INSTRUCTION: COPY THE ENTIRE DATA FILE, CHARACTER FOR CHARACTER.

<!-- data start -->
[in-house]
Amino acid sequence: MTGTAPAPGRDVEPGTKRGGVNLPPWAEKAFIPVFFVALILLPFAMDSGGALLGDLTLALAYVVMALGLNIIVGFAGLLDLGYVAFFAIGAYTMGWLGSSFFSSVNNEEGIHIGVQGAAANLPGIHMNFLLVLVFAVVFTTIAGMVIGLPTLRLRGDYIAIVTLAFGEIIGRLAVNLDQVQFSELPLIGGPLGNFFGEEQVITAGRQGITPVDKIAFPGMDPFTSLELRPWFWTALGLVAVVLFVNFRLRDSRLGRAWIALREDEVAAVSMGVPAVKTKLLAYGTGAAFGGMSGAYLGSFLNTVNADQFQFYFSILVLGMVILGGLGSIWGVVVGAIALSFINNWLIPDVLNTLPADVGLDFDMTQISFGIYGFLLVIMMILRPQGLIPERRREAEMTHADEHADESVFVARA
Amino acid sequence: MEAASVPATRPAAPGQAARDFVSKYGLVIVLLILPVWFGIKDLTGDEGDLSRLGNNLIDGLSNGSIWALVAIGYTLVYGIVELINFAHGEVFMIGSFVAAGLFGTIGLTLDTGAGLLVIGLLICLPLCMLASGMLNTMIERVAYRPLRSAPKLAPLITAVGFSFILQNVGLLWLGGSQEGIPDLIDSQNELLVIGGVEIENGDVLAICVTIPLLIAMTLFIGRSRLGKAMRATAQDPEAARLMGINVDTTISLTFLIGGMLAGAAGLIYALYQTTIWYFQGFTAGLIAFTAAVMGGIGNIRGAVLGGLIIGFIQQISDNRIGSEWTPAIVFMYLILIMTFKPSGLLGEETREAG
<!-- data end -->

[in-house]
Amino acid sequence: MTGTAPAPGRDVEPGTKRGGVNLPPWAEKAFIPVFFVALILLPFAMDSGGALLGDLTLALAYVVMALGLNIIVGFAGLLDLGYVAFFAIGAYTMGWLGSSFFSSVNNEEGIHIGVQGAAANLPGIHMNFLLVLVFAVVFTTIAGMVIGLPTLRLRGDYIAIVTLAFGEIIGRLAVNLDQVQFSELPLIGGPLGNFFGEEQVITAGRQGITPVDKIAFPGMDPFTSLELRPWFWTALGLVAVVLFVNFRLRDSRLGRAWIALREDEVAAVSMGVPAVKTKLLAYGTGAAFGGMSGAYLGSFLNTVNADQFQFYFSILVLGMVILGGLGSIWGVVVGAIALSFINNWLIPDVLNTLPADVGLDFDMTQISFGIYGFLLVIMMILRPQGLIPERRREAEMTHADEHADESVFVARA
Amino acid sequence: MEAASVPATRPAAPGQAARDFVSKYGLVIVLLILPVWFGIKDLTGDEGDLSRLGNNLIDGLSNGSIWALVAIGYTLVYGIVELINFAHGEVFMIGSFVAAGLFGTIGLTLDTGAGLLVIGLLICLPLCMLASGMLNTMIERVAYRPLRSAPKLAPLITAVGFSFILQNVGLLWLGGSQEGIPDLIDSQNELLVIGGVEIENGDVLAICVTIPLLIAMTLFIGRSRLGKAMRATAQDPEAARLMGINVDTTISLTFLIGGMLAGAAGLIYALYQTTIWYFQGFTAGLIAFTAAVMGGIGNIRGAVLGGLIIGFIQQISDNRIGSEWTPAIVFMYLILIMTFKPSGLLGEETREAG